For Consumers

Kreidler: Proposed Idaho health plans threaten consumer protection

Contact Public Affairs: 360-725-7055

February 21, 2018

OLYMPIA, Wash. – Washington state Insurance Commissioner Mike Kreidler urged the federal government to carefully review proposed state-based health plans in Idaho to ensure consumers continue to receive vital protections. 

“The proposed state-based plans could start a domino effect throughout the country that could severely weaken consumer protections,” Kreidler said. “These plans could further increase instability in states beyond Idaho.”

Kreidler urged the federal Department of Health and Human Services to apply the requirements of the Affordable Care Act to its review of the Idaho plans. 

Kreidler said he identified a number of initial concerns with the proposed Idaho state-based plans: 

  • Allowing insurers to consider pre-existing health conditions
  • Requiring consumers to complete medical questionnaires that could result in much costlier premiums for less coverage
  • Allowing older people to be charged up to five times more than younger enrollees
  • Would not include maternity care in all plans
  • Not permitting federal subsidies to reduce premium costs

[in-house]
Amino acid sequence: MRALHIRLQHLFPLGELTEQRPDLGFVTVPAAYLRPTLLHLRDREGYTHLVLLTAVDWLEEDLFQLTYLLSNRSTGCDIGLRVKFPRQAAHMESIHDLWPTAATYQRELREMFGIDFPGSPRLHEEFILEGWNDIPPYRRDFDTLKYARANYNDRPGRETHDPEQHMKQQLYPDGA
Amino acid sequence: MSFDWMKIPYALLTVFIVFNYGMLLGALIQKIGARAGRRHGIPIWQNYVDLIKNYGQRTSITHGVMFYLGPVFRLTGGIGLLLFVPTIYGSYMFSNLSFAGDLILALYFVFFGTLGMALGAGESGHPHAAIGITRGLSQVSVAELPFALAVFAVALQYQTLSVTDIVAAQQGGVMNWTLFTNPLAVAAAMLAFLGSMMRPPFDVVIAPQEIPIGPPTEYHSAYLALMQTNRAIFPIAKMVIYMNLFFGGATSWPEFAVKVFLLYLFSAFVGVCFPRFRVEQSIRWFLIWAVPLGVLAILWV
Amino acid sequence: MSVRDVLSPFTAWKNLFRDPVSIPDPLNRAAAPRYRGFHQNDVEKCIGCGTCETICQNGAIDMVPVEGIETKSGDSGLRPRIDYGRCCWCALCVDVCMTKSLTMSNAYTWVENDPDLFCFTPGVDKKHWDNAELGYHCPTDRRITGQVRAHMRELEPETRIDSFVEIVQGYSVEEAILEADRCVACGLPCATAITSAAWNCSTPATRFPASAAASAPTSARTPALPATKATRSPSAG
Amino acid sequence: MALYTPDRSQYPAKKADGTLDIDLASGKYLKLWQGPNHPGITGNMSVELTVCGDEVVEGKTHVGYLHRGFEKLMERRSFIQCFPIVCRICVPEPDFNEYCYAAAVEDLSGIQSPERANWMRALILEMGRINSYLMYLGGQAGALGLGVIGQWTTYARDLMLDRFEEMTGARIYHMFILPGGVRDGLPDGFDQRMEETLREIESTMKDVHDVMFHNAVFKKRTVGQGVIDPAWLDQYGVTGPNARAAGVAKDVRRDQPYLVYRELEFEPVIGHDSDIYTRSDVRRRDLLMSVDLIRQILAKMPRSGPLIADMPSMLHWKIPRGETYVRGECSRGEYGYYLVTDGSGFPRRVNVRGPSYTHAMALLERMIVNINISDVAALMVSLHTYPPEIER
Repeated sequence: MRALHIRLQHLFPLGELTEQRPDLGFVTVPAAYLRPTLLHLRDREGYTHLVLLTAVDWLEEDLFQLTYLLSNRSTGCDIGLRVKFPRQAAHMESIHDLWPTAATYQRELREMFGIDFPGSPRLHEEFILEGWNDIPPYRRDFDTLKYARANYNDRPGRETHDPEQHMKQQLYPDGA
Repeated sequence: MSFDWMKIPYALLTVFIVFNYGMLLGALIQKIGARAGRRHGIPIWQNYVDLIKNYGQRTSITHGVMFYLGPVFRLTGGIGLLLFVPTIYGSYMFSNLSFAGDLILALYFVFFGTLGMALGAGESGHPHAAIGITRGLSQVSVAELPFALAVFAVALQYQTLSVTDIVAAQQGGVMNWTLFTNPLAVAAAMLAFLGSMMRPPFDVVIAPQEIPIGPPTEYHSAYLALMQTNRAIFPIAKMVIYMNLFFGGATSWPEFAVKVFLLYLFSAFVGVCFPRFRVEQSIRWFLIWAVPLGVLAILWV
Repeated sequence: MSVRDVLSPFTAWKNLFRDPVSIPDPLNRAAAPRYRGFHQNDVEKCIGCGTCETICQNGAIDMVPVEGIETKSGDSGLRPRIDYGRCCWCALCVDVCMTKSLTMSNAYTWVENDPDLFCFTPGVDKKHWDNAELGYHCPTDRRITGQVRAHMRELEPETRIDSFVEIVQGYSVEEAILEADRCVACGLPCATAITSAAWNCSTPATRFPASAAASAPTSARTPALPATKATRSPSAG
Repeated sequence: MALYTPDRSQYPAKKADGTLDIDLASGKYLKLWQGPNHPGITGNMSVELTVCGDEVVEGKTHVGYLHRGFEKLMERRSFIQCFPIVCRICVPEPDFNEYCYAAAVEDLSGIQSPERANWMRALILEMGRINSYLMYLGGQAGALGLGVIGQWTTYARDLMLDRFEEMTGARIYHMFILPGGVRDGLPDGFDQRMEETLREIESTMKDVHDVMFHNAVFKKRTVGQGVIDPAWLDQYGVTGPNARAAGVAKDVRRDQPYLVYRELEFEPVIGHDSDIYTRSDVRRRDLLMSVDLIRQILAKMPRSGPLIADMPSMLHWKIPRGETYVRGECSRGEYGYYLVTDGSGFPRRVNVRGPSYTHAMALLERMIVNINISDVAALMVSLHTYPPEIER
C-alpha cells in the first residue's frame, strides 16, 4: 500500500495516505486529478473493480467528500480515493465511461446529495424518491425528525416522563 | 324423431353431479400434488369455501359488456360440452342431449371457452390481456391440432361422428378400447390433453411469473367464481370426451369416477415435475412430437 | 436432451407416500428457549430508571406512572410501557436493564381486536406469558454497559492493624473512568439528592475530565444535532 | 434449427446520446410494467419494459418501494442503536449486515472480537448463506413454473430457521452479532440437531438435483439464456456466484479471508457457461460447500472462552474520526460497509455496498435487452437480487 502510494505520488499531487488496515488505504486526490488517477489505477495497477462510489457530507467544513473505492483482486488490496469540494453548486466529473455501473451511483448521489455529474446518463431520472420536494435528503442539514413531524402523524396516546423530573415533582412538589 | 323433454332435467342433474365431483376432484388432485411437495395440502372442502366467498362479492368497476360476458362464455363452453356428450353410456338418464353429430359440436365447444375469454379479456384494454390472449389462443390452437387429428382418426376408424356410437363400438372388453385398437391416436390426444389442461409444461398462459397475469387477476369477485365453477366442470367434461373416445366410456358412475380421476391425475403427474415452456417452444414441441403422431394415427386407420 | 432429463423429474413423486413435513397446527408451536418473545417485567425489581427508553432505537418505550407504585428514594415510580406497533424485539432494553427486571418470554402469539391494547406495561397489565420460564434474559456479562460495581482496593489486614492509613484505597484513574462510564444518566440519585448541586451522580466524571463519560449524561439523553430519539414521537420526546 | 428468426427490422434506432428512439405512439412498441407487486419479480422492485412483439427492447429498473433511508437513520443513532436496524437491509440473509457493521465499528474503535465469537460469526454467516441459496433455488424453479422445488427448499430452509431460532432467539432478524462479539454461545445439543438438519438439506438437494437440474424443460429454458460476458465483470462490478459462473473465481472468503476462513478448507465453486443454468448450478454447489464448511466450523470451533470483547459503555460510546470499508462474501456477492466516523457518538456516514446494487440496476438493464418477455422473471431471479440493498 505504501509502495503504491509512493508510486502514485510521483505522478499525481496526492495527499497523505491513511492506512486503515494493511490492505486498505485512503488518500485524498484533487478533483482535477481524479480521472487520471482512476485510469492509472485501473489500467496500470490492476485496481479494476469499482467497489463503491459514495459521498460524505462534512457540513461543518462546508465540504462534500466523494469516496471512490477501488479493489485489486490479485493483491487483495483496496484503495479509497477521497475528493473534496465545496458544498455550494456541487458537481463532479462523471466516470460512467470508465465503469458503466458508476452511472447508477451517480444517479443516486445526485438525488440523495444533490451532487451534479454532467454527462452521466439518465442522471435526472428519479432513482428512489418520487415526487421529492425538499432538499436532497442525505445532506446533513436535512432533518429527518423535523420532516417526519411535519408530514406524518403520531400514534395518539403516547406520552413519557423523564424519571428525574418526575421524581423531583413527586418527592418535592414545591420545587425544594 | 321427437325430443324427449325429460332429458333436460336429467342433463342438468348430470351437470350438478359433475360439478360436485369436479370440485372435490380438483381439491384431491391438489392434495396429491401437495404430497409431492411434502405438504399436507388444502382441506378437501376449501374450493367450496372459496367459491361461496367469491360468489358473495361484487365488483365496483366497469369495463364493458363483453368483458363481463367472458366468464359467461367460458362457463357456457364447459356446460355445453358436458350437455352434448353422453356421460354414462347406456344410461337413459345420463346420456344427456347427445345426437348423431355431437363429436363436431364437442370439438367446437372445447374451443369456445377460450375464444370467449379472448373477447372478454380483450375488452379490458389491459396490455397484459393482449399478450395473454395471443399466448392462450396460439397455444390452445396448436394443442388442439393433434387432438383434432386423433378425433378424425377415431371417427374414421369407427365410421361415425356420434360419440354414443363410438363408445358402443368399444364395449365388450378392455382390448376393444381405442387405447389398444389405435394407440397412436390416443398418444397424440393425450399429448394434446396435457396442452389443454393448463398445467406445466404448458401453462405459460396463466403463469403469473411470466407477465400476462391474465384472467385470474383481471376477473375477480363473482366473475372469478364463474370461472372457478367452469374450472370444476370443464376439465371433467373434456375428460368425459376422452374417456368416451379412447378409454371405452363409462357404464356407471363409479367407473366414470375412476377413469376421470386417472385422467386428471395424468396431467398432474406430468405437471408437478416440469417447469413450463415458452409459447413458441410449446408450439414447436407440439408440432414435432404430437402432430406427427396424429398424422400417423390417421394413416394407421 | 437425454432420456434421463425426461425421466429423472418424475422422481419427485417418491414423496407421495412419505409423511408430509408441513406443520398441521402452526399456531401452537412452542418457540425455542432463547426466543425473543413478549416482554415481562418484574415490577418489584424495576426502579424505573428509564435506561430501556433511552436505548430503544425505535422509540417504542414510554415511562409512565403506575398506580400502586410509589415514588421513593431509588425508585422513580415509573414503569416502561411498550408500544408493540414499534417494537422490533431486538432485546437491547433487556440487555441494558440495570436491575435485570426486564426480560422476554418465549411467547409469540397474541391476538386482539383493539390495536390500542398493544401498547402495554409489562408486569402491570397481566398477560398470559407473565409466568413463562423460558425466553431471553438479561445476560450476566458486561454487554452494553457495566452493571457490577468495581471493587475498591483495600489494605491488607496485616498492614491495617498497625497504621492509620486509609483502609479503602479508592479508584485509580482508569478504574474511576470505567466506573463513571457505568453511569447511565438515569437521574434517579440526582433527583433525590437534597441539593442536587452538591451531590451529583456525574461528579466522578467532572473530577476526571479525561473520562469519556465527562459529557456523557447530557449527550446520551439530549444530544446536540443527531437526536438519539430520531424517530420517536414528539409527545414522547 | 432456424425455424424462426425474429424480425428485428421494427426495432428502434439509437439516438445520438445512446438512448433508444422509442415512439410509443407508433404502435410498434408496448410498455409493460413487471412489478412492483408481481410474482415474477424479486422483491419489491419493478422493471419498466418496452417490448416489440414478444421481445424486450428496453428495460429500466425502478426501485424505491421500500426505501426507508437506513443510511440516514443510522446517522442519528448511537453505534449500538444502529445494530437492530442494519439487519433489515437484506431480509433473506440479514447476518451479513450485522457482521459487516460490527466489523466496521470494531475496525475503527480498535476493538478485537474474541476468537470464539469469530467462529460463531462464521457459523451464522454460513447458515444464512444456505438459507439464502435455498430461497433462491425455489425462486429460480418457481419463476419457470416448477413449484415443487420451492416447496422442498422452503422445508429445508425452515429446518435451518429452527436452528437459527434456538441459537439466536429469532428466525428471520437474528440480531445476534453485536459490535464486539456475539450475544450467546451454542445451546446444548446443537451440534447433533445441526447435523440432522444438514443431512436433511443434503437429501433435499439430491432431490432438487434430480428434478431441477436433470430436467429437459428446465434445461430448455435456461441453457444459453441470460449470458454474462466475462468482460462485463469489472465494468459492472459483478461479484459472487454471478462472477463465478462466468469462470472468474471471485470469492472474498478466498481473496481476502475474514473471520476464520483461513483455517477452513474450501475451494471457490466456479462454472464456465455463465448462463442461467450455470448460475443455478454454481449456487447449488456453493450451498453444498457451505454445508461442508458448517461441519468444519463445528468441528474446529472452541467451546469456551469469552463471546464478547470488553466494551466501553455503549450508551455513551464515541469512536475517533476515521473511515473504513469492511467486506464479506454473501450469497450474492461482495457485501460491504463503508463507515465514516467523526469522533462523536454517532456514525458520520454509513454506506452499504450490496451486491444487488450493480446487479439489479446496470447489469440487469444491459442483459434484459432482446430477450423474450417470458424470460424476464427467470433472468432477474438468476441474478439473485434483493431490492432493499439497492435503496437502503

• Limiting annual claim benefits
  • Whether consumers will receive effective notice the plans do not comply with all benefits required under current federal law

“If you have diabetes or were sick with cancer and didn’t have health insurance prior to applying for this coverage, insurers would be free to deny coverage of your diabetes or cancer or charge exorbitant premiums that price you out of coverage,” Kreidler said. “I understand the desire to create more options for consumers, but we should never start down a road toward less protection. Cheaper does not necessarily translate to better.”

If the plans take hold, Kreidler said other states would likely follow suit. This would further threaten individual health insurance markets throughout the country, markets already weakened by Trump administration actions over the last year.  

To bolster these markets, Kreidler recommends Congress and the Trump administration approve legislation designed to help consumers. Recent proposals by Sen. Patty Murray, D-Wash., and Sen. Lamar Alexander, R-Tenn., would restore cost-sharing reduction payments that helped insurers keep premiums and deductibles lower for consumers. 

Kreidler also urged: 

  • Renewal of a federally funded reinsurance program that helps insurers keep premiums lower and encourages them to offer coverage in the individual market
  • States to expand Medicaid to provide health coverage to more of their citizens 
  • States to reject the use of short-term medical plans as proposed by the Trump administration
  • Restoration of federal funding for outreach efforts during annual enrollment periods